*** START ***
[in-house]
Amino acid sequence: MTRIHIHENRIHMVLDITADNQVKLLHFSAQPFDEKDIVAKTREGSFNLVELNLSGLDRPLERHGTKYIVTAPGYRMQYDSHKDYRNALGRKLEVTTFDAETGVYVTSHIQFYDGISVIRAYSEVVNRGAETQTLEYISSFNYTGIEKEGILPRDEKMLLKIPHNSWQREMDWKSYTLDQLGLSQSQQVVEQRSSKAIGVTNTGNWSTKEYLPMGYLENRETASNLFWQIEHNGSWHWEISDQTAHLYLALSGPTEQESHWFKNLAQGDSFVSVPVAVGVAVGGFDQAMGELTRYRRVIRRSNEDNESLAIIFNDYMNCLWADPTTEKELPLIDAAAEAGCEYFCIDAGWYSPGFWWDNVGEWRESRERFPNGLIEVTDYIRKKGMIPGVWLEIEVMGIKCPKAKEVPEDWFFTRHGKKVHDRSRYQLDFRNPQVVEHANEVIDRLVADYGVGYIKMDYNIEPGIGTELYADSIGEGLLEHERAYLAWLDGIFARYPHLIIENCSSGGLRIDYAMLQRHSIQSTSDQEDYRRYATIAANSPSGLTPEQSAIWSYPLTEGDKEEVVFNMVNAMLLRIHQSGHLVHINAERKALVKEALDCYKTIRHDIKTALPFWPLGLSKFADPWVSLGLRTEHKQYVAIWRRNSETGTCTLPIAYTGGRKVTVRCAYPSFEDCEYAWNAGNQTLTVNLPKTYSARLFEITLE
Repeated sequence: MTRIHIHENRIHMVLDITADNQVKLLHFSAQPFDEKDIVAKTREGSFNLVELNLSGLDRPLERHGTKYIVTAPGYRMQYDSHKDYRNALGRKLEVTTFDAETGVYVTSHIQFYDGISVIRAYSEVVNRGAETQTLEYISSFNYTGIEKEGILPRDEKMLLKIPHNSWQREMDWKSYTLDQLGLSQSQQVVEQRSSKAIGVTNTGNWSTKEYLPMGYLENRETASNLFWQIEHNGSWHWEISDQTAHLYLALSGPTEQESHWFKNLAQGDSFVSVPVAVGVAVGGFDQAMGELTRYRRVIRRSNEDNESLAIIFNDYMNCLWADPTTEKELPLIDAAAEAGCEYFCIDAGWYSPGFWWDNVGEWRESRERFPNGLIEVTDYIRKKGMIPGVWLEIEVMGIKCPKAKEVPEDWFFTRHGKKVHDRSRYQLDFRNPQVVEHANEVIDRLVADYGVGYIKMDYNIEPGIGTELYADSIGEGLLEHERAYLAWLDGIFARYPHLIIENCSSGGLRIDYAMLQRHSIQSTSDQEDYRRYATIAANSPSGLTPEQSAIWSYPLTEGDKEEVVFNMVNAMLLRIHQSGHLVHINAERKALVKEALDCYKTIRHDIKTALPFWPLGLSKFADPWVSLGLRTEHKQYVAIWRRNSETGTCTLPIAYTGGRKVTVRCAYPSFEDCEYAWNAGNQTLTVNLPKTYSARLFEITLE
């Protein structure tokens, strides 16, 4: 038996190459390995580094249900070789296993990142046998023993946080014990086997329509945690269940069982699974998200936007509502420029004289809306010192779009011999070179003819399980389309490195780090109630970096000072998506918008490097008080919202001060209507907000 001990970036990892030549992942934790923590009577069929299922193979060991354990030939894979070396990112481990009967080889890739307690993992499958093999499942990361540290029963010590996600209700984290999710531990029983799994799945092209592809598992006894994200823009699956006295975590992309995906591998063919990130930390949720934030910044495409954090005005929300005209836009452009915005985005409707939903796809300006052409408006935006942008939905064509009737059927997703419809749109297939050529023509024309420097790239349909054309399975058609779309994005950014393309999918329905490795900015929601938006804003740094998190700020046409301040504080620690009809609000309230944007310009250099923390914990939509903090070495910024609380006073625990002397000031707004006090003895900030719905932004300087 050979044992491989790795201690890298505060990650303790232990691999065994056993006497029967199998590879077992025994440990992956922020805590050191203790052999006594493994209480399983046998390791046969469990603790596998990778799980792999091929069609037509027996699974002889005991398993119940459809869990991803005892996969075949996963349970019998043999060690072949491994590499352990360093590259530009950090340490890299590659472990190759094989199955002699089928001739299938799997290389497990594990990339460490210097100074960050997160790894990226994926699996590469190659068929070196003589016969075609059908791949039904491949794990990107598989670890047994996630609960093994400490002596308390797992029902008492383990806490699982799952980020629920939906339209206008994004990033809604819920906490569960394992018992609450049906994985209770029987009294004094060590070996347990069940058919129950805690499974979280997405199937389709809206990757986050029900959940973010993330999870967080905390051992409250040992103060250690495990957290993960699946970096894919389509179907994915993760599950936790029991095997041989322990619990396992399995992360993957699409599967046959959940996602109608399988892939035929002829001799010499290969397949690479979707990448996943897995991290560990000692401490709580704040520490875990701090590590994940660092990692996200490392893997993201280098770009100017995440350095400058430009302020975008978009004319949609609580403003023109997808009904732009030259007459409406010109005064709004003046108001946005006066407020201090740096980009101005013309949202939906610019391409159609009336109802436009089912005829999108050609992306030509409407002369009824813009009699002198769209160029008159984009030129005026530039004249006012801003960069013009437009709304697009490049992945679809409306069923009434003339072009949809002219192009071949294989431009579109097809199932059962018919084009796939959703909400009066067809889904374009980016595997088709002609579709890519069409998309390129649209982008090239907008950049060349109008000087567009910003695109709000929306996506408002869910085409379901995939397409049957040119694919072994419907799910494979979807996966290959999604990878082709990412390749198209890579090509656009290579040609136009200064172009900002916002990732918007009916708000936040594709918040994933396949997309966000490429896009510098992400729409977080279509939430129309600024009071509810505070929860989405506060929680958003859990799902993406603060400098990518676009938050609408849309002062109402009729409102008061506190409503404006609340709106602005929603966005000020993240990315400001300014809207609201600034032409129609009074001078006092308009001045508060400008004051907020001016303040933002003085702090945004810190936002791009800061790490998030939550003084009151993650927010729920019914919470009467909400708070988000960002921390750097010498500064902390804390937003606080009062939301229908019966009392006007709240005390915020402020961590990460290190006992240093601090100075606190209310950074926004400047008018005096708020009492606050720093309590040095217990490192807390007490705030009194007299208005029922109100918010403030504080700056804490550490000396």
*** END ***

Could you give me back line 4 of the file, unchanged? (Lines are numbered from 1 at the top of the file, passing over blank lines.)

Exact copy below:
């Protein structure tokens, strides 16, 4: 038996190459390995580094249900070789296993990142046998023993946080014990086997329509945690269940069982699974998200936007509502420029004289809306010192779009011999070179003819399980389309490195780090109630970096000072998506918008490097008080919202001060209507907000 001990970036990892030549992942934790923590009577069929299922193979060991354990030939894979070396990112481990009967080889890739307690993992499958093999499942990361540290029963010590996600209700984290999710531990029983799994799945092209592809598992006894994200823009699956006295975590992309995906591998063919990130930390949720934030910044495409954090005005929300005209836009452009915005985005409707939903796809300006052409408006935006942008939905064509009737059927997703419809749109297939050529023509024309420097790239349909054309399975058609779309994005950014393309999918329905490795900015929601938006804003740094998190700020046409301040504080620690009809609000309230944007310009250099923390914990939509903090070495910024609380006073625990002397000031707004006090003895900030719905932004300087 050979044992491989790795201690890298505060990650303790232990691999065994056993006497029967199998590879077992025994440990992956922020805590050191203790052999006594493994209480399983046998390791046969469990603790596998990778799980792999091929069609037509027996699974002889005991398993119940459809869990991803005892996969075949996963349970019998043999060690072949491994590499352990360093590259530009950090340490890299590659472990190759094989199955002699089928001739299938799997290389497990594990990339460490210097100074960050997160790894990226994926699996590469190659068929070196003589016969075609059908791949039904491949794990990107598989670890047994996630609960093994400490002596308390797992029902008492383990806490699982799952980020629920939906339209206008994004990033809604819920906490569960394992018992609450049906994985209770029987009294004094060590070996347990069940058919129950805690499974979280997405199937389709809206990757986050029900959940973010993330999870967080905390051992409250040992103060250690495990957290993960699946970096894919389509179907994915993760599950936790029991095997041989322990619990396992399995992360993957699409599967046959959940996602109608399988892939035929002829001799010499290969397949690479979707990448996943897995991290560990000692401490709580704040520490875990701090590590994940660092990692996200490392893997993201280098770009100017995440350095400058430009302020975008978009004319949609609580403003023109997808009904732009030259007459409406010109005064709004003046108001946005006066407020201090740096980009101005013309949202939906610019391409159609009336109802436009089912005829999108050609992306030509409407002369009824813009009699002198769209160029008159984009030129005026530039004249006012801003960069013009437009709304697009490049992945679809409306069923009434003339072009949809002219192009071949294989431009579109097809199932059962018919084009796939959703909400009066067809889904374009980016595997088709002609579709890519069409998309390129649209982008090239907008950049060349109008000087567009910003695109709000929306996506408002869910085409379901995939397409049957040119694919072994419907799910494979979807996966290959999604990878082709990412390749198209890579090509656009290579040609136009200064172009900002916002990732918007009916708000936040594709918040994933396949997309966000490429896009510098992400729409977080279509939430129309600024009071509810505070929860989405506060929680958003859990799902993406603060400098990518676009938050609408849309002062109402009729409102008061506190409503404006609340709106602005929603966005000020993240990315400001300014809207609201600034032409129609009074001078006092308009001045508060400008004051907020001016303040933002003085702090945004810190936002791009800061790490998030939550003084009151993650927010729920019914919470009467909400708070988000960002921390750097010498500064902390804390937003606080009062939301229908019966009392006007709240005390915020402020961590990460290190006992240093601090100075606190209310950074926004400047008018005096708020009492606050720093309590040095217990490192807390007490705030009194007299208005029922109100918010403030504080700056804490550490000396």